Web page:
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Iran: The Green Movement and the Labour Movement (Assadi)

An interview by Gozaar journalist Mohammad Tavahori in Paris with Professor Jamshid Assadi, an analyst of political economy and member of the opposition group United Republicans of Iran:

Tahavori: In assessing the breadth and depth of the Green movement over the past ten months, many political analysts and observers have pointed to the lackluster role of the labor movement. Mir Hussein Mousavi, in a recent meeting with members of the Sazman-e Mojahedin-e Enqelab-e Eslami (Mojahedin of Islamic Revolution), stressed the need for the Green Movement to band together with the labor movement and to voice the demands of workers, teachers and other social classes. In your view, why has the labor movement failed to have a strong presence in the Green Movement so far?

Iran: A View from the Labour Front (Rahnema)

Assadi: That depends on how you define the Green Movement. If we look at it as a civil-social movement that is rooted in the public’s soaring, long-rooted discontent, but which flared up in a violent reaction to the blatant rigging of the June 12, 2009 elections and spread from there, then we’d conclude that the Green Movement is at core a wide-ranging movement encompassing diverse social groups, such as youth, women, workers, teachers, journalists, Muslims, atheists–in other words, a majority of society’s citizens.

With this definition in mind, the labor movement has never been excluded or disjointed from the Green Movement. There’s no need to wait for workers to be invited to “join” the Greens; the labor movement has always been an active component of the Green Movement.

But allow me to pose a question on the apparent lack of presence of workers among the Greens: Has Mr. Mousavi presented any strategy and roadmap going forward for his supporters whom he believes constitute the main active body of the movement, for him to voice concern about the absence of the labor class? In my view, the labor movement’s inclusion in the Green Movement is less a cause for concern than the performance of prominent Green figures in roles of leadership and providing guidance for the road ahead.

Tahavori: The question, though, is why the role and presence of workers is not visible [in the Green Movement] despite their long record [of social activism]?

Assadi: How is it not visible? Have workers at Haft Tapeh sugar factory and members of the Vahed Bus Company Union not been active in recent years? Has Mansour Osanlou, the president of Vahed Bus Company Union’s executive committee and one of Iran’s most prominent trade activists, ceased his resistance for a single moment in the past few years?

Let me offer some examples of labor movement activities during Esfand 1388-Farvardin 1389 [February-March 2010]. In this period, workers at Simin and Milad factories (subsidiaries of Qaemreza Industries) in Isfahan, the Telecommunications Industries (ITI) in Shiraz, Qaemshahr Textiles in Mazandaran, Alborz China in Qazvin, as well as workers in several other cities convened and staged demonstrations protesting unpaid wages in front of the Governor’s office and other official institutes in their districts.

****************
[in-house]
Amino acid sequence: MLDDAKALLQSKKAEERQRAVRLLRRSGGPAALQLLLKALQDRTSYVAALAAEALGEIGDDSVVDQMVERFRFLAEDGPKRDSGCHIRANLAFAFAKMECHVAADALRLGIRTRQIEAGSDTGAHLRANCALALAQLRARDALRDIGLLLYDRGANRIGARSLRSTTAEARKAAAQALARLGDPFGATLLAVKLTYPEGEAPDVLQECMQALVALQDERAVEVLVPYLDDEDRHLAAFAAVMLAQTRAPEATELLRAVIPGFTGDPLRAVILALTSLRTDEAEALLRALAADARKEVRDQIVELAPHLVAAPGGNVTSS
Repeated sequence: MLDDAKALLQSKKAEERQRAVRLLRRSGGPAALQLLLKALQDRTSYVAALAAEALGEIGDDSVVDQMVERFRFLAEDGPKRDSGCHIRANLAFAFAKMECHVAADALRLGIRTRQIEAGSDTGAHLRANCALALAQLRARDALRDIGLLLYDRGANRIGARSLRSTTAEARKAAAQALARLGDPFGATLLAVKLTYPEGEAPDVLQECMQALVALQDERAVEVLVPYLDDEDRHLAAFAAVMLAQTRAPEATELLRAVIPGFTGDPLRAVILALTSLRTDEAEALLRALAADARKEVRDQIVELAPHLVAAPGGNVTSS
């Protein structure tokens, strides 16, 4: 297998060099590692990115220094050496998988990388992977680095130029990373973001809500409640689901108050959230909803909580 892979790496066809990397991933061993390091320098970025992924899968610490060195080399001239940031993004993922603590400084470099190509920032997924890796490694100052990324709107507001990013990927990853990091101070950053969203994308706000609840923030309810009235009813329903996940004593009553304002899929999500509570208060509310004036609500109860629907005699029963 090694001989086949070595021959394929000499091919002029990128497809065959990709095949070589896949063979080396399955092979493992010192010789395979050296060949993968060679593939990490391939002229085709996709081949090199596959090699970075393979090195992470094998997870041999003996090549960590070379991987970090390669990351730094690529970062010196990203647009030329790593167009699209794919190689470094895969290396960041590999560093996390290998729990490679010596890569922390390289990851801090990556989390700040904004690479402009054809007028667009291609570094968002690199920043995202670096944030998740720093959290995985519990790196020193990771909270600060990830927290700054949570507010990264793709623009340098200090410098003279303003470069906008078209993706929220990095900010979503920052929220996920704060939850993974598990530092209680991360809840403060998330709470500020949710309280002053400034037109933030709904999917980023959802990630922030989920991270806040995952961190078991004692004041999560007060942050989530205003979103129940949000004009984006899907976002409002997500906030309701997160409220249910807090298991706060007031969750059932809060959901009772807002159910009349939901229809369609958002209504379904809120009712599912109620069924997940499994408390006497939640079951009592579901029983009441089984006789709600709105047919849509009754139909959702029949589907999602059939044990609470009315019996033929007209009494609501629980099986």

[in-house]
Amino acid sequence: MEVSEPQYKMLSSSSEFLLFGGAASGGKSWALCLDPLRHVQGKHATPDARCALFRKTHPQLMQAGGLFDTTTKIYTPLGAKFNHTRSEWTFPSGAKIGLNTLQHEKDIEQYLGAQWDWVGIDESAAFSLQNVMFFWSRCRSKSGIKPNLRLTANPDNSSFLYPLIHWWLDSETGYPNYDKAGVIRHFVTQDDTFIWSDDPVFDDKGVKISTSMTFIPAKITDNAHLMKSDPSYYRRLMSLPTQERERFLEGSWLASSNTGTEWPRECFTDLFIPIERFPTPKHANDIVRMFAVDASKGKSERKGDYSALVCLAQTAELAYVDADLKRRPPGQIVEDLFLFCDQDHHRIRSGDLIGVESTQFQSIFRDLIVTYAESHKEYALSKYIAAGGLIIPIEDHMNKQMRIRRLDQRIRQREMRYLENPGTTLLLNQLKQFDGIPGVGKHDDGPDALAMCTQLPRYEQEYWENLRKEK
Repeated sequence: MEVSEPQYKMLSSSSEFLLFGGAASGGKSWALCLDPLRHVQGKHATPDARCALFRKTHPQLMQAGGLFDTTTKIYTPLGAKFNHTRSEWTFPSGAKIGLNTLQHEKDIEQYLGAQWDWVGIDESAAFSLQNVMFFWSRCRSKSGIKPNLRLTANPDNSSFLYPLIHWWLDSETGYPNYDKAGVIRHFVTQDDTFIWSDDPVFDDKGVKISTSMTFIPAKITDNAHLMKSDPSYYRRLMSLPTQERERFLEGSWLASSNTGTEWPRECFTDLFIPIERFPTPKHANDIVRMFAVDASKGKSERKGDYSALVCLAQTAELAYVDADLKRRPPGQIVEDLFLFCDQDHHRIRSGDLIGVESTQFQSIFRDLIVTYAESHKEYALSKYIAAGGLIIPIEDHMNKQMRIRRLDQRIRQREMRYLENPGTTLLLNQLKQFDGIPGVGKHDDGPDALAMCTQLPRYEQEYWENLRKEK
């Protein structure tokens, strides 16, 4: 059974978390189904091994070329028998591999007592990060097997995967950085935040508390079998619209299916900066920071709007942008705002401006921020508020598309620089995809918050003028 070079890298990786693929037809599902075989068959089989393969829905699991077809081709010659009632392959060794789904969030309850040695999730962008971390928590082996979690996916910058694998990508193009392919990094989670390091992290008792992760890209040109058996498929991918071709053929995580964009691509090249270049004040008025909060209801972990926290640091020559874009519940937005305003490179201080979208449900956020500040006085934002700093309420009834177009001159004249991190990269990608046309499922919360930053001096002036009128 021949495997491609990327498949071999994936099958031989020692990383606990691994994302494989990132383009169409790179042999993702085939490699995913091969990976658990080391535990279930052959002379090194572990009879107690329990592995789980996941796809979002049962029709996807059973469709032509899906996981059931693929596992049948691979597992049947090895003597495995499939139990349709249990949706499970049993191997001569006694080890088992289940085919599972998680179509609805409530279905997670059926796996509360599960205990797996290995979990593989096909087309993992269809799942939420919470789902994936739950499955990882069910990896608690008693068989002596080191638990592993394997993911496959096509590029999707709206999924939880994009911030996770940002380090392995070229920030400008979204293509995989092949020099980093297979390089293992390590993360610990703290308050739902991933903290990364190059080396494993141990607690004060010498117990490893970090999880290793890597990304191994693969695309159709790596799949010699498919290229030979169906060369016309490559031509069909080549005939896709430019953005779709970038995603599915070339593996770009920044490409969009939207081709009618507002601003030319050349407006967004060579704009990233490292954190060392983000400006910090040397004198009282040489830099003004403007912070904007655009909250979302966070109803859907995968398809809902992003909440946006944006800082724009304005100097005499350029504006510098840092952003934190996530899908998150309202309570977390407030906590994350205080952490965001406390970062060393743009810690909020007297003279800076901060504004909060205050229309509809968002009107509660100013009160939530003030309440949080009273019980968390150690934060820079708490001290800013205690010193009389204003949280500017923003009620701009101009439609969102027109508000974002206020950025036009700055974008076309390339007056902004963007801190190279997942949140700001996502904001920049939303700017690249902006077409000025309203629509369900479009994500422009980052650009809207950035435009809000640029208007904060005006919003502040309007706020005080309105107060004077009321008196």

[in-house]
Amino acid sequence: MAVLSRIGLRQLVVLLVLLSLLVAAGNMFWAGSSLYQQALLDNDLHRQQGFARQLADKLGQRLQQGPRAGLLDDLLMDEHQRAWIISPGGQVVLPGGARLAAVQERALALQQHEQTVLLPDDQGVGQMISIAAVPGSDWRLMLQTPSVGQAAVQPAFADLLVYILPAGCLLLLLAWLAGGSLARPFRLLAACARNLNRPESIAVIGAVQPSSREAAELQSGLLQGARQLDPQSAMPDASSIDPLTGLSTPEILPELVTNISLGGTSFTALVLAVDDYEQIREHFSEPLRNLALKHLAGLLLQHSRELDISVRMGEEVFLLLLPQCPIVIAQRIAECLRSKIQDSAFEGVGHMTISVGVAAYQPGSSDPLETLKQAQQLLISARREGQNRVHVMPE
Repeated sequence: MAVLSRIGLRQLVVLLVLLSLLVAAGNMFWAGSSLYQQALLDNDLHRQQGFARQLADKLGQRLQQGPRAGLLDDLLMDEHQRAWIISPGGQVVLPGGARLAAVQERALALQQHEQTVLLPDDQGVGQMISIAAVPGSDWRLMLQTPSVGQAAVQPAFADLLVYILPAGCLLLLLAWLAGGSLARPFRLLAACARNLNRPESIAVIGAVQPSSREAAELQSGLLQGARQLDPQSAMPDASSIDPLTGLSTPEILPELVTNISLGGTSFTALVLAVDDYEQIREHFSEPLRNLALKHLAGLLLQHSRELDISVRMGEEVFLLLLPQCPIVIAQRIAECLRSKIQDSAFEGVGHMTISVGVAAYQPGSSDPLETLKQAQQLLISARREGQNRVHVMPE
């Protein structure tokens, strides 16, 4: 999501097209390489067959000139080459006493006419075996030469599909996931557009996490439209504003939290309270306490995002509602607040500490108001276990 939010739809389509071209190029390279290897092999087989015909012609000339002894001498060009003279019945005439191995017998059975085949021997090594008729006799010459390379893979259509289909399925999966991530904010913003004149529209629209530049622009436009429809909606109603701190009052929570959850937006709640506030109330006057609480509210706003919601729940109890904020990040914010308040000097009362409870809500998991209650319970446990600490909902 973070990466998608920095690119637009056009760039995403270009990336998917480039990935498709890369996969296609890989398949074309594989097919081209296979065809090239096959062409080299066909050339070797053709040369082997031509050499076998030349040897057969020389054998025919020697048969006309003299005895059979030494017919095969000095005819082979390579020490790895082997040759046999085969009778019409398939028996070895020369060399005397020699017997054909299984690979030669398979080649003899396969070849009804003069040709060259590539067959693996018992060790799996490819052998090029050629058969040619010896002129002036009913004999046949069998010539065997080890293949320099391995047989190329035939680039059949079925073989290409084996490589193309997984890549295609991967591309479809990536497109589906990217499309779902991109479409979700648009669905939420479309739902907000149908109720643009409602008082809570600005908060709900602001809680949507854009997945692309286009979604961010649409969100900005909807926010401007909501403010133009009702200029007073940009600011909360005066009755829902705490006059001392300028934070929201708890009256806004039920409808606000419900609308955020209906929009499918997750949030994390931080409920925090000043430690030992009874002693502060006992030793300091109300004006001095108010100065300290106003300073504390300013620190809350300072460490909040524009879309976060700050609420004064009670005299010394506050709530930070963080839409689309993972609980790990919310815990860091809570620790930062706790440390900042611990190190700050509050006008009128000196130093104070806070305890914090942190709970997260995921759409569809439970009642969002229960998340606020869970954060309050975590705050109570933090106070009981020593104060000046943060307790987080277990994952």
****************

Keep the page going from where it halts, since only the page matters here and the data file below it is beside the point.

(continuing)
Also bear in mind that the persecution of trade activists has continued during this period --- Homayoun Jaberi and Qolamreza Khani, two Tehran Bus Company Union members, are two examples. The elected representative of Kian Tires has also refused to sign a letter of agreement with the Ministry of Labor. These are cases that have occurred in the last 40 days --- I can cite more!

Tahavori: Actually, that’s just the question: with such a shining record, why does the labor movement play such a weak role in the Green Movement?

Assadi: The point is that when the movement takes on a social and civil form, the primary, national slogans replace the demands of specific groups, including trade unions. This is not a bad thing.

Like the student, women’s, and teachers’ movements, the labor movement has embraced the common demands and slogans of the past ten months. Given the conditions of this struggle, instead of articulating group-specific demands, workers have also voiced these public demands. This is why we don’t hear worker-related slogans chanted during Green protests.

Do young people --- who comprise the large part of this movement --- voice slogans for student demands? Do women, who have been frontrunners in popular movements in the past 30 years, chant slogans for gender equality? These groups founded the Green Movement, without raising their group-specific demands at this point in time. This is a plus, not a minus --- that the labor movement not focus on exclusive demands and instead, alongside other social movements, champion the mantra of seeking freedom for all Iranians.

Of course, the process of prioritizing demands and slogans is not limited to the Greens in Iran. All over the world, when a social movement emerges and takes shape, the common denominator of demands --- namely: freedom, justice, democracy, human rights --- become pivotal. In Poland, labor unionists were the pillar of the struggle, but they did not elevate their trade demands above the public’s common demands. Indeed, the strength of social movements lies in the fact that group demands give way to core national demands.

Tahavori: I don’t think anyone is saying workers are not a part of the Green Movement. A look at the list of "Green martyrs" reveals the names of workers among them. But looking at the picture from another angle, we see that workers could have played a stronger role. For instance, consider that the neighborhoods where “Allah-u Akbar” (God is great) was chanted at night, such as Shahrak Qarb and Ekbatan, were actually not working-class districts. Besides, the main question is: how can the Green Movement foster stronger ties with social classes across the board -- including the labor class?

Assadi: To answer your question, allow me to note two things. First, the Green Movement, like mass movements everywhere, because it is a social and civil movement, has not chosen group-specific demands as the banner for its struggle. As I mentioned, I believe this is a strength of the movement, not a weakness.